Catholic Press Association executive director Timothy M. Walter, left, stands next to retired Bishop Gerald F. Kicanas of Tucson, Ariz., June 14 after he was presented with the Bishop John England Award at the Catholic Media Conference in Green Bay, Wis. The Catholic Press Association gives the England award each year to honor a publisher of a Catholic publication who used the Catholic press to defend the rights of religion and individuals in a free society. (CNS photo/Chaz Muth)

GREEN BAY, Wis. (CNS) — Bishop Gerald F. Kicanas accepted the Catholic Press Association’s 2018 Bishop John England Award June 14 by praising the work of the Catholic press and stressing how critical Catholic journalism is to the church’s message getting out to the world.

Presented annually, the award recognizes publishers in the Catholic press for the defense of First Amendment rights, such as freedom of the press and freedom of religion. It is the CPA’s highest award for publishers.

Bishop Kicanas retired as head of the Diocese of Tucson, Arizona, last October after 14 years as its shepherd. He was appointed Tucson’s coadjutor in 2002 and became head of the diocese a year later. As Tucson’s bishop, he was publisher of the diocesan newspaper, which was called The New Vision for many years and is now called Catholic Outlook.


Honored during a lunch at the Catholic Media Conference in Green Bay, he called “a great privilege” to receive the England award. “I have admired and respected the CPA for many years.

Bishop Kicanas called it “a great privilege” to serve in Tucson and praised the diocese’s communications office. “They’re the very best.” To the luncheon crowd of Catholic journalists, he said, “I know the bishops appreciate greatly the work you do. Thank you for all you do.”

Bishop Kicanas told the story of an older fiddler teaching the art of fiddling who was asked: “Why do you do this?” “I don’t want the money,” the musician replied. “I have a passion to hand on the music.”

“That is what we need today: the passion” for this work, Bishop Kicanas said. The U.S. bishops make many statements — and I doubt many people read them. Some of the bishops themselves probably don’t,” he said. “It’s witness and works of charity that make all the difference.”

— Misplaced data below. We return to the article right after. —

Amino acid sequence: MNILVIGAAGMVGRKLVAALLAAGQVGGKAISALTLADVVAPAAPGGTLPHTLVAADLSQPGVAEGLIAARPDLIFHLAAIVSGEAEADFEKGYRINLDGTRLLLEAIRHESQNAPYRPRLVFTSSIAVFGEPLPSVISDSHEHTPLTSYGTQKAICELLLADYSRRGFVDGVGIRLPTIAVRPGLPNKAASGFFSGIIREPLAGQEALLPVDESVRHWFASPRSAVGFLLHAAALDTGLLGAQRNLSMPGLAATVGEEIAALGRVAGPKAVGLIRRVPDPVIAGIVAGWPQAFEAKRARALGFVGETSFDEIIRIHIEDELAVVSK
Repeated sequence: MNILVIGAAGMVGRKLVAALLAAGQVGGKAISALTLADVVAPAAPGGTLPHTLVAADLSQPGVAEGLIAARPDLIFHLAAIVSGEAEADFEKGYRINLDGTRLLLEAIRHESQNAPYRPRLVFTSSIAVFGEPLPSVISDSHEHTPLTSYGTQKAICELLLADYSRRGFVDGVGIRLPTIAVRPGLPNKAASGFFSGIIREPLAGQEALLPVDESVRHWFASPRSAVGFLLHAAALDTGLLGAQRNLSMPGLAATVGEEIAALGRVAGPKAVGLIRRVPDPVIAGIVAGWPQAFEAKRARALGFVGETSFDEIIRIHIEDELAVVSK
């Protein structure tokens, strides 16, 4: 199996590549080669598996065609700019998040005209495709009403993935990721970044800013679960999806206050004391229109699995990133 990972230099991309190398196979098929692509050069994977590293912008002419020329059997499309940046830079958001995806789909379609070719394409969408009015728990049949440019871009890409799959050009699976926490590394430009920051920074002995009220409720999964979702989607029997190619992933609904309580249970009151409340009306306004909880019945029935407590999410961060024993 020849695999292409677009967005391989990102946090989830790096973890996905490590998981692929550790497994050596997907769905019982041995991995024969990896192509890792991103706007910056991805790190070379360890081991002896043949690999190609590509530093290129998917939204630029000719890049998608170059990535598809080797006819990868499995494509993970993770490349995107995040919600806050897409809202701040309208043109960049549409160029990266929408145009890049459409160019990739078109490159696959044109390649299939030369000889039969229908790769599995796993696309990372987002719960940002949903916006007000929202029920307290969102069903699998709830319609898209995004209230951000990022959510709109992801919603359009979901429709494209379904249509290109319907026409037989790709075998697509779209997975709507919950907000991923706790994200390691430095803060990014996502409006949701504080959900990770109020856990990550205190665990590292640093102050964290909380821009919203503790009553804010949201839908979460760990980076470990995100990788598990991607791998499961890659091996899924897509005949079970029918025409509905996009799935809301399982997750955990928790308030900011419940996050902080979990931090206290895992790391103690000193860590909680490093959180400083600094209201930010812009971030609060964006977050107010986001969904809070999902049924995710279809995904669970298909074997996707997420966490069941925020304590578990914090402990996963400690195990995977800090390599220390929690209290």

He noted that Vatican official Natasa Govekar, director of the theological-pastoral department of the Secretariat for Communication, said that “people marvel at Pope Francis, not so much for his words, which are important, but his smile.”

Bishop Kicanas said when former British Prime Minister Tony Blair was asked why he was becoming a Catholic, he responded: “Everywhere I went in the world, I saw the church doing incredible things for the weakest and most vulnerable, and I want to be part of that, that family.”

He said he considers himself a journalist, starting with his writing for a newspaper in high school.

He also called it a privilege to have served on the U.S. Conference of Catholic Bishops’ communications committee for years, including when Helen Osman, a former editor in the diocesan press, was communications secretary. He praised her for all the work she did for the USCCB. Osman is president of Signis, the international organization of Catholic communicators.


The bishop’s nomination for the England award read in part: “For his more than 50 years as a priest, Bishop Gerald F. Kicanas has been a champion of Catholic social teaching at its ground level. Whether promoting the messages of immigration reform, overseas aid through Catholic Relief Services, or simply extending a hand of solidarity through the cold steel of a border wall, Bishop Kicanas has been a living icon of the Good Shepherd.”

The nomination described “his savvy and steely use of diocesan media, especially his ground-breaking blog ‘Monday Memo’ and the Catholic Vision/Catholic Outlook newspaper.” He’s used his weekly blog to communicate directly to priests, parishes, Catholics “and anyone who requests it. (He) used it a primary teaching tool, a travelogue, an expression of gratitude, an update on clergy, and on more than a few occasions, to break hard or challenging news to the Catholic faithful.”

“As a publisher, Bishop Kicanas had the highest respect for the newspaper. He left editors alone to edit and publish the important news of the day, and he supported the paper full throat with columns in English and Spanish.”

Bishop Kicanas in his remarks to the Catholic communicators offered strong words of encouragement, saying, “Keep going. ‘Sigan adelante.’ Keep going, keep doing what you’re doing.”

With Catholic communications, the church can make its message “loud and clear,” especially with regard to the right to life and human dignity of all, including immigrants to this country.

He said the award’s namesake was an Irish immigrant himself. Bishop England, head of the Diocese of Charleston, South Carolina, founded The Catholic Miscellany in 1822. As publisher of the newspaper, Bishop England defended separation of church and state, espoused freedom of religion and fought slavery. He also reached out to immigrants and refugees.

“Today … our hearts go out to our brothers and sisters who have fled violence and difficulty to have a better life,” Bishop Kicanas said. “We have to be a country that values human life and does not separate children from their families (at the border). We stand for life. We value life. We uphold the dignity of all human life. You get that message out.”